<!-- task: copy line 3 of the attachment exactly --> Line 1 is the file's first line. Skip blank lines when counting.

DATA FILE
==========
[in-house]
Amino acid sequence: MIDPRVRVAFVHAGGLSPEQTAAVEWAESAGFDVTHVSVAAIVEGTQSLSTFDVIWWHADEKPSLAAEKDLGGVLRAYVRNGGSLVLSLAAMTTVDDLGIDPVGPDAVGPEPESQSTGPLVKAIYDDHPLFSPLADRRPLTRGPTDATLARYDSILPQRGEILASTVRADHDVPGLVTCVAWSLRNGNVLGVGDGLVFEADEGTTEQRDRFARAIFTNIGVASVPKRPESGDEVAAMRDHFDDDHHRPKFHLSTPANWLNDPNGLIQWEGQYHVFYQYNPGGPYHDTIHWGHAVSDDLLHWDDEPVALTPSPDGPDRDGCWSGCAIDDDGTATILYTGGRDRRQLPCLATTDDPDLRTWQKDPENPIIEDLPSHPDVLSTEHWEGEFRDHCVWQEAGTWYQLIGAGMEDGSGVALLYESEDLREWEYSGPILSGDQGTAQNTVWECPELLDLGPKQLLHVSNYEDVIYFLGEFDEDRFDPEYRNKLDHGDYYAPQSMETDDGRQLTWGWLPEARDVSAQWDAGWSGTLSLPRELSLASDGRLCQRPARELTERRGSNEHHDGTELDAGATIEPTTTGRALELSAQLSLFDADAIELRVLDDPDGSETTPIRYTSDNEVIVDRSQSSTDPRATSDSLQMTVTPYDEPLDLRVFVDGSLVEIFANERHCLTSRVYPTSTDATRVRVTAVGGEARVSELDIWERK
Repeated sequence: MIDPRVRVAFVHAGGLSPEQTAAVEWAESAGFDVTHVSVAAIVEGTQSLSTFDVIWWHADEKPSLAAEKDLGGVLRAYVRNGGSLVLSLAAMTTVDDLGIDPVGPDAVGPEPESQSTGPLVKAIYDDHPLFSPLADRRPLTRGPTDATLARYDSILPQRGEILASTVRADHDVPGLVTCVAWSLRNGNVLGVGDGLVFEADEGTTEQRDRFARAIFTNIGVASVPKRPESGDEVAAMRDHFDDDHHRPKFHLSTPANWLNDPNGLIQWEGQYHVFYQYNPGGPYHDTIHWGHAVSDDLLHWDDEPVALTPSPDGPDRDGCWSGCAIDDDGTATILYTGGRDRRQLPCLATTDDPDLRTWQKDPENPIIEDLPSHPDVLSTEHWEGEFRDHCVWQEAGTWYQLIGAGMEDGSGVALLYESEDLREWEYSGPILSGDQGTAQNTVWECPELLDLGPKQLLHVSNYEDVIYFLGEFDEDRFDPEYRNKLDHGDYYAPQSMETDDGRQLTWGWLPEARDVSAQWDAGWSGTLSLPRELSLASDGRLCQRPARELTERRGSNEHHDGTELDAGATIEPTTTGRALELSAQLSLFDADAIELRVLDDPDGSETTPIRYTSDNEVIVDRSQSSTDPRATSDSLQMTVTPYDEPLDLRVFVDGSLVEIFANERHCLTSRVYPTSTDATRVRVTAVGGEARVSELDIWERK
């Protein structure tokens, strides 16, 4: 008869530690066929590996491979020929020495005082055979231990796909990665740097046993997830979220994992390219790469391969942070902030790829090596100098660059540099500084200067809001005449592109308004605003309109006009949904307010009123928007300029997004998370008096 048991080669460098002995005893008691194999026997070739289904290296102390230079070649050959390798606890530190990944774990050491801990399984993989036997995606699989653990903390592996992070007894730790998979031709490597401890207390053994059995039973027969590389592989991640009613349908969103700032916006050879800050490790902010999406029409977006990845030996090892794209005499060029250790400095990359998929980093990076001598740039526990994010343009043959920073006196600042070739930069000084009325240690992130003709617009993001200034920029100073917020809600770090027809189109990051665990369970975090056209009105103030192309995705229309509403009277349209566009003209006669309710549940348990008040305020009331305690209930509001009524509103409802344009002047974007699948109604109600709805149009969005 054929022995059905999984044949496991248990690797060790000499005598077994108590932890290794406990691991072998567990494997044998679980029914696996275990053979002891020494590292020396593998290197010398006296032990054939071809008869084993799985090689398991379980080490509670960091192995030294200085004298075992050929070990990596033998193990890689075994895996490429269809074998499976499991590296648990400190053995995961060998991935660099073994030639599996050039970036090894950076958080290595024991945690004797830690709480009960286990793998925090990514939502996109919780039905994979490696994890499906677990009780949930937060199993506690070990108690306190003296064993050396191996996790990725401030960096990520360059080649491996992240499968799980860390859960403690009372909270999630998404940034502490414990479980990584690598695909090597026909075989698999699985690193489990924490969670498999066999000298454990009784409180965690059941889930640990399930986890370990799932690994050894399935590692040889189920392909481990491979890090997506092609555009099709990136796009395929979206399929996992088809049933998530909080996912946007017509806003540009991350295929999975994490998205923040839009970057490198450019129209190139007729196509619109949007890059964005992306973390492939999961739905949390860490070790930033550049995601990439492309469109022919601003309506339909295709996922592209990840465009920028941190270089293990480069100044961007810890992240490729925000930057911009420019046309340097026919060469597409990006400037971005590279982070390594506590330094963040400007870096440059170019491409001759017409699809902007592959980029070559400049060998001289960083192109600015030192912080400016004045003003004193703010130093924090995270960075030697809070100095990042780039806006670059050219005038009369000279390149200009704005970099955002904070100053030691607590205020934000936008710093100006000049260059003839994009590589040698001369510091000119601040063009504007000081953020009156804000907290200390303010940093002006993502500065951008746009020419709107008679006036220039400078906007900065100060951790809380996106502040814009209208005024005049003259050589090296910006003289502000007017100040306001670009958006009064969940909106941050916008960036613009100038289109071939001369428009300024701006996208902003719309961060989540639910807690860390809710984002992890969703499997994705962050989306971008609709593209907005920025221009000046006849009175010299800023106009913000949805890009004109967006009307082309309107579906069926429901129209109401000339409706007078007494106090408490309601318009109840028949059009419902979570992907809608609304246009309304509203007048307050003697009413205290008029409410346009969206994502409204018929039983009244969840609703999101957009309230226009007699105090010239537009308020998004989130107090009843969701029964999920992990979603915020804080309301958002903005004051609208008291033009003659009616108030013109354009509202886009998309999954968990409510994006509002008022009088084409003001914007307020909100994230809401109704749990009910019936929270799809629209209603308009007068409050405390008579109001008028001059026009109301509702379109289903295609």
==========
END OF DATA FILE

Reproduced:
Repeated sequence: MIDPRVRVAFVHAGGLSPEQTAAVEWAESAGFDVTHVSVAAIVEGTQSLSTFDVIWWHADEKPSLAAEKDLGGVLRAYVRNGGSLVLSLAAMTTVDDLGIDPVGPDAVGPEPESQSTGPLVKAIYDDHPLFSPLADRRPLTRGPTDATLARYDSILPQRGEILASTVRADHDVPGLVTCVAWSLRNGNVLGVGDGLVFEADEGTTEQRDRFARAIFTNIGVASVPKRPESGDEVAAMRDHFDDDHHRPKFHLSTPANWLNDPNGLIQWEGQYHVFYQYNPGGPYHDTIHWGHAVSDDLLHWDDEPVALTPSPDGPDRDGCWSGCAIDDDGTATILYTGGRDRRQLPCLATTDDPDLRTWQKDPENPIIEDLPSHPDVLSTEHWEGEFRDHCVWQEAGTWYQLIGAGMEDGSGVALLYESEDLREWEYSGPILSGDQGTAQNTVWECPELLDLGPKQLLHVSNYEDVIYFLGEFDEDRFDPEYRNKLDHGDYYAPQSMETDDGRQLTWGWLPEARDVSAQWDAGWSGTLSLPRELSLASDGRLCQRPARELTERRGSNEHHDGTELDAGATIEPTTTGRALELSAQLSLFDADAIELRVLDDPDGSETTPIRYTSDNEVIVDRSQSSTDPRATSDSLQMTVTPYDEPLDLRVFVDGSLVEIFANERHCLTSRVYPTSTDATRVRVTAVGGEARVSELDIWERK